6. Take this from a fellow TVIX trader, ( Dowto1000 on stocktwits ) use 12 AWG, do it as good as you can.
  7. Personally, in my system, for L.P. playback, I like having very precise control over volume levels, and balance. This precision control is only obtainable with a potentiometer, but its got to be done as a very very well thought-out implementation, using top-quality parts. That is my next DIY build effort, to rebuild my Resitive Attenuator, with better parts and a more flexible switching capability, and likely add phase-reversal of sources. I hate to switch speaker leads at the amp, to hear out-of-absolute-phase recordings properly played back in my listening room. My 1978 Fulton dual-mono Bravura preamp, in addition to a normal volume control, also has a FIXED output of phono, with new RCA jacks installed. FIXED out totally bypasses the Allen Bradley Mod Pot balance and volume controls taken from the output of this unit. I want to hear that - next. Take the phono signal, " FIXED out " - no internal-unit attenuation, into a rebuilt highest-quality external Resistive Attenuator. This Bravura phono unit used a nicely-designed P.C. board, with large ground areas, and wide traces. One of the many things Mr. Fulton did back them, was to HEAVILY modify the board's traces, with real wire. Can you see all the green - colored wire he added in parallel to the board's traces ?? Wonderful transfer efficiency, and this unit, using a directly coupled passive RIAA, very nicely performs !!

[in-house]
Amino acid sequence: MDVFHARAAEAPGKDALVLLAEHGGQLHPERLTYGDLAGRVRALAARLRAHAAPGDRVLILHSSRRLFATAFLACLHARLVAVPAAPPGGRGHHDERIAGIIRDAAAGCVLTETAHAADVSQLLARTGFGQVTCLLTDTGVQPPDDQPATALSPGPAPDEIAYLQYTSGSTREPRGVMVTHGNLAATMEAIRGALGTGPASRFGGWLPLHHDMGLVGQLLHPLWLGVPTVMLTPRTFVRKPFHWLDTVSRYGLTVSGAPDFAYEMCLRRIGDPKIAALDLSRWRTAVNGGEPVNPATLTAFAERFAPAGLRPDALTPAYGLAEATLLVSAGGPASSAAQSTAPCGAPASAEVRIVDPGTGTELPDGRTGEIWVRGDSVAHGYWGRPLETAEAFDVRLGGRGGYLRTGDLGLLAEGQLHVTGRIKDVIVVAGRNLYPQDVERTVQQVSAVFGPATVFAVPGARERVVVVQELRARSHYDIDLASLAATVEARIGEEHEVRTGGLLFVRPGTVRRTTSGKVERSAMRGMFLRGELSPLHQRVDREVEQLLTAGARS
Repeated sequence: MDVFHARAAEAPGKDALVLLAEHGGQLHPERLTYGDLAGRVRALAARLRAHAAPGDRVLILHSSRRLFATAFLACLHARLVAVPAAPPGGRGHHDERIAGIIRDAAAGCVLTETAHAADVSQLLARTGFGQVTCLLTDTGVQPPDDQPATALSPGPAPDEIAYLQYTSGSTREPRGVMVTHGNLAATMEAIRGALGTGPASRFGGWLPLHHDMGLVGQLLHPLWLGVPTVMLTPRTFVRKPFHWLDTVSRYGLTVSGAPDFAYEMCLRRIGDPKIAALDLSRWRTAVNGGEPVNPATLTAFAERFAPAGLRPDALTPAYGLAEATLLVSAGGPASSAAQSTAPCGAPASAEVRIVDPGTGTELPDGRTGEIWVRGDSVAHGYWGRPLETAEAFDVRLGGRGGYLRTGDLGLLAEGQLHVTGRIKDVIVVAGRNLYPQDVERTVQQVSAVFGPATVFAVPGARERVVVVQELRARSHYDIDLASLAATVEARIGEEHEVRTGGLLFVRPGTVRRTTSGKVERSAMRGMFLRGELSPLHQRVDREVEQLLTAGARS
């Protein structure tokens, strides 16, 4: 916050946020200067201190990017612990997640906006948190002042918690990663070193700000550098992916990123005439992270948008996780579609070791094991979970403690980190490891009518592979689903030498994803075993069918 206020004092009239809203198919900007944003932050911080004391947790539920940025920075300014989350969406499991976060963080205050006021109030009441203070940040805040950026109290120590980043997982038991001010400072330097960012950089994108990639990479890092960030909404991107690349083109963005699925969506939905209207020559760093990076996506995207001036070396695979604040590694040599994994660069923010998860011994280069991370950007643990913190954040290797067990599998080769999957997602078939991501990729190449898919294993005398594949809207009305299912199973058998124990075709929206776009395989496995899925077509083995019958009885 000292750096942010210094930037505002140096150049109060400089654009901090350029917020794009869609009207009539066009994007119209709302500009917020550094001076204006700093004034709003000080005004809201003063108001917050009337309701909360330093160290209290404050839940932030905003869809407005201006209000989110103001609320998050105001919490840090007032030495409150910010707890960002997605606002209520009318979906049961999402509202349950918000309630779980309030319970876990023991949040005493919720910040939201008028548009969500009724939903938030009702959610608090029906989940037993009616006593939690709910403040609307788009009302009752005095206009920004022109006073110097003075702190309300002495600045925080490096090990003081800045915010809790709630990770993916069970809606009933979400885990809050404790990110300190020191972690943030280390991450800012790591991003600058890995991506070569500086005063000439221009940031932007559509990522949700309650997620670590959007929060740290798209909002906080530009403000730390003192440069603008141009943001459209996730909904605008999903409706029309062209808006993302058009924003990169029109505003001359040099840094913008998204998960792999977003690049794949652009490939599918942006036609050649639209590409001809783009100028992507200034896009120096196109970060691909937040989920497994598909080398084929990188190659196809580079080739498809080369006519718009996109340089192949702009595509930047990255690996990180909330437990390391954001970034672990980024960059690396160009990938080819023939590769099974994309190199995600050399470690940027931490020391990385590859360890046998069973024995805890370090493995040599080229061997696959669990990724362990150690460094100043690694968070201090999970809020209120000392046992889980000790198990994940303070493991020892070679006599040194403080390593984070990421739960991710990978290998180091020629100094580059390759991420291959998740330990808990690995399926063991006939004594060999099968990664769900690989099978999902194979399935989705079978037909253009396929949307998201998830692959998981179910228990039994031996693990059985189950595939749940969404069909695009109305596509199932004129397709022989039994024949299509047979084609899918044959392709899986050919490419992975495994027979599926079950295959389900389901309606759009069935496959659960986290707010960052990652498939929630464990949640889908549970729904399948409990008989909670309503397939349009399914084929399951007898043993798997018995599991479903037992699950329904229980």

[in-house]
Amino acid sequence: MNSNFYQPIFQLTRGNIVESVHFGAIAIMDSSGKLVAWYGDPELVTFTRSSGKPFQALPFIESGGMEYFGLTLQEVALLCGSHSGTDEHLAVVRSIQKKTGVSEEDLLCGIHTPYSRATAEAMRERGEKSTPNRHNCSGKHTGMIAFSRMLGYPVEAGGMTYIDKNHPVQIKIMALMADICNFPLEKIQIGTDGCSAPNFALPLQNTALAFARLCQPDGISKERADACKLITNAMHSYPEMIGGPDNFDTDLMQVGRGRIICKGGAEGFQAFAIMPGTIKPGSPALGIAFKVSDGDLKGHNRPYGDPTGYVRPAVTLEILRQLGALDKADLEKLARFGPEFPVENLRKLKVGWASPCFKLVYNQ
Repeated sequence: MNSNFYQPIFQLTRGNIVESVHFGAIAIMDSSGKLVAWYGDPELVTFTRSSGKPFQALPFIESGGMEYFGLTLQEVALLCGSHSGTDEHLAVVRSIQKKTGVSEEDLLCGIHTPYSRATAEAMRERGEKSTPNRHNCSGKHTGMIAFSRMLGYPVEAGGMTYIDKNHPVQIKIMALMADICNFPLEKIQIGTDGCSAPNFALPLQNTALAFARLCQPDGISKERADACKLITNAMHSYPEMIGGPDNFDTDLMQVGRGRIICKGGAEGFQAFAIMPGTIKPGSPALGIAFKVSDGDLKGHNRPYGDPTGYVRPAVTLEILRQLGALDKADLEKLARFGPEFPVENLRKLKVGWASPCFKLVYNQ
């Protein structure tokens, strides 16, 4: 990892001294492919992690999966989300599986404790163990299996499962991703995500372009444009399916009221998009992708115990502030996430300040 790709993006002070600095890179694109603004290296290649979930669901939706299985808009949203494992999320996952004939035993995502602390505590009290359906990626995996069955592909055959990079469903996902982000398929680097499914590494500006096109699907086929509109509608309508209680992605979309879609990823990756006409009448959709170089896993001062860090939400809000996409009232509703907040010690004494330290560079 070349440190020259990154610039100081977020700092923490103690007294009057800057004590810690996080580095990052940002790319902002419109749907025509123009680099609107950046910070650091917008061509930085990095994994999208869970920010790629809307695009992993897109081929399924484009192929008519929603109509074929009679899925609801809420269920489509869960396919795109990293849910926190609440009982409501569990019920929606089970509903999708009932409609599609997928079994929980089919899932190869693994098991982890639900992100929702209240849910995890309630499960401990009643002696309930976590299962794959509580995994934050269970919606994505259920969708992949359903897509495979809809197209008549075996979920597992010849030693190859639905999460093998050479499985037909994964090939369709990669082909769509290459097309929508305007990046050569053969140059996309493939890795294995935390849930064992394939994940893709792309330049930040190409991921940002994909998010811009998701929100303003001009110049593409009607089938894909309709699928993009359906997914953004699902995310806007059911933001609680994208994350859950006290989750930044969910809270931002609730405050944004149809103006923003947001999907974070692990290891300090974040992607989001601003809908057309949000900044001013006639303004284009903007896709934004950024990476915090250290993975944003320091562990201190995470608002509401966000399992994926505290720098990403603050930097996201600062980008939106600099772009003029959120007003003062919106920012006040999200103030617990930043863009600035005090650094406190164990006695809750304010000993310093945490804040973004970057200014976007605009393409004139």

8. Hi Mike, An ALTEC 345A is a very special amplifier, circa 1959. Good sounding !! It has Peerless iron ( Altec owned Peerless ) and thus - lovely output XFRS. The circuit is unusual also, as it has a separate G2 supply, for the EL34s, and although run as a pentode-like tube, the voltages on the G2 are triode-like !! Its a very good sounding amp, and quite desireable to own. By no means would it go cheap on resale, say on eBay !!! Notice it has two 5U4GB tube rectifiers which is exactly what I chose to use in my 2019 SE DC KT88 amp. 345As are COOL !!!! Its only design flaw was that one bias pot adjusted all four EL34 tubes. A common 345A modification was to use individual bias pots, to adjust each tube on its own. In your picture, you can SEE where two red, and one black voltage sensing jacks were installed, for each channel, to monitor output tube bias, on an individual basis. Jeff Medwin